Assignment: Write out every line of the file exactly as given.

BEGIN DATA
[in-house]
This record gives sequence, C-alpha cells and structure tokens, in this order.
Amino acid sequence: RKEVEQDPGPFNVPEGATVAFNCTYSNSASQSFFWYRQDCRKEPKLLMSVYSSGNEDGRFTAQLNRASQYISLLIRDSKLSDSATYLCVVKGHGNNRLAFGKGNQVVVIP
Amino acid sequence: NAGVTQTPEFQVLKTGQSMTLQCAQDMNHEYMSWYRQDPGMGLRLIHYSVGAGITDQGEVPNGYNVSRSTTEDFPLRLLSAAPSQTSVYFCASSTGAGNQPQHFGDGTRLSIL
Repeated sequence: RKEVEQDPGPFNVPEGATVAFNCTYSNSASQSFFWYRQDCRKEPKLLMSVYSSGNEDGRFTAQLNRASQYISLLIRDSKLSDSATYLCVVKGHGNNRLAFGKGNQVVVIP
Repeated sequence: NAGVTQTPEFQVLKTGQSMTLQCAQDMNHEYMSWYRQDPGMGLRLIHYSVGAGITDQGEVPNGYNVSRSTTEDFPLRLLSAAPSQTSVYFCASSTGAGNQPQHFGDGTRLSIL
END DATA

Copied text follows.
[in-house]
This record gives sequence, C-alpha cells and structure tokens, in this order.
Amino acid sequence: RKEVEQDPGPFNVPEGATVAFNCTYSNSASQSFFWYRQDCRKEPKLLMSVYSSGNEDGRFTAQLNRASQYISLLIRDSKLSDSATYLCVVKGHGNNRLAFGKGNQVVVIP
Amino acid sequence: NAGVTQTPEFQVLKTGQSMTLQCAQDMNHEYMSWYRQDPGMGLRLIHYSVGAGITDQGEVPNGYNVSRSTTEDFPLRLLSAAPSQTSVYFCASSTGAGNQPQHFGDGTRLSIL
Repeated sequence: RKEVEQDPGPFNVPEGATVAFNCTYSNSASQSFFWYRQDCRKEPKLLMSVYSSGNEDGRFTAQLNRASQYISLLIRDSKLSDSATYLCVVKGHGNNRLAFGKGNQVVVIP
Repeated sequence: NAGVTQTPEFQVLKTGQSMTLQCAQDMNHEYMSWYRQDPGMGLRLIHYSVGAGITDQGEVPNGYNVSRSTTEDFPLRLLSAAPSQTSVYFCASSTGAGNQPQHFGDGTRLSIL